Further complicating matters is that many miners, particularly older ones, lack college degrees, an unintended consequence for decades of landing good-paying mining jobs right out of high school. That excludes them from transitioning to careers that require high-level STEM degrees, so HCTC's automotive, welding and HVAC certificate courses are popular.

Another persistent obstacle, said Cornett, ties back to Hazard's coal culture. "From an outsider's perspective, it's a dirty, dangerous job, and how can anyone do it? From here, though, mining is not just a vocation, but an avocation," he explained. "There's a sense of pride and purpose, and nothing to be ashamed of. To see the industry downturn tears at the cultural roots of how people perceive themselves and where they live, because it pulls the rug out from underneath you."

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The challenge, Cornett said, is to get miners to see themselves in a different light, and to reimagine how to take the skills they have and apply them to another occupation. Heavy-equipment operators, truck drivers, mechanics and engineers from the coal industry may be able use their know-how in a variety of businesses, including the fledgling drone industry that's emerging in Hazard. "We're trying to get the region as a whole to see itself not as it was, but what it can become."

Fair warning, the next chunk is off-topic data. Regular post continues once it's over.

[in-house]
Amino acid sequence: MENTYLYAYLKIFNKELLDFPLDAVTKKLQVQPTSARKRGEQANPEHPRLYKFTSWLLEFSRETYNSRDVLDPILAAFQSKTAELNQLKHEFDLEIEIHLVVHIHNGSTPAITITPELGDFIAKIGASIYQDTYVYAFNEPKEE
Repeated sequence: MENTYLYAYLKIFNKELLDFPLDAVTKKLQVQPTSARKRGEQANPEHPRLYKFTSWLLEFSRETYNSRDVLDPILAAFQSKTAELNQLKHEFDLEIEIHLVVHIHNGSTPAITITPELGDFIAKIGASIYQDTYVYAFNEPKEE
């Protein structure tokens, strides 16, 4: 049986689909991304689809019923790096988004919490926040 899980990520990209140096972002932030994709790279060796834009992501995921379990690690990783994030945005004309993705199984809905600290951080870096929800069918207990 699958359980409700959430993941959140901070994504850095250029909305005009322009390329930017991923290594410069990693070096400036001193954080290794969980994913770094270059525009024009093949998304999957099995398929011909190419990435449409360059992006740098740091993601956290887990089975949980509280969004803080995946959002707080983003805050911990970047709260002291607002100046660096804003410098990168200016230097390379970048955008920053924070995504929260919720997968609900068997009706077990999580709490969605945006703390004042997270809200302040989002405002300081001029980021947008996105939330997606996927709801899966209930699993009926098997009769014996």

Tech challenges abound

The region's remoteness and mountainous geography have curtailed installation of broadband internet, creating a vexing impediment for a host of work options, as well as preventing companies from moving here. That's why SOAR has made building out a high-speed network a top priority among its partners.

For example, broadband is essential to EKCEP's Teleworks USA initiative, which prepares people for remote call-center work with companies located almost anywhere, either from home or one of eight wired hubs set up around the area. "Since January 2015, we've placed about 1,400 eastern Kentuckians in such jobs," Cornett said. Training takes two weeks, and starting pay is $10 an hour; the newfound income has infused $30 million into the local economy, he added.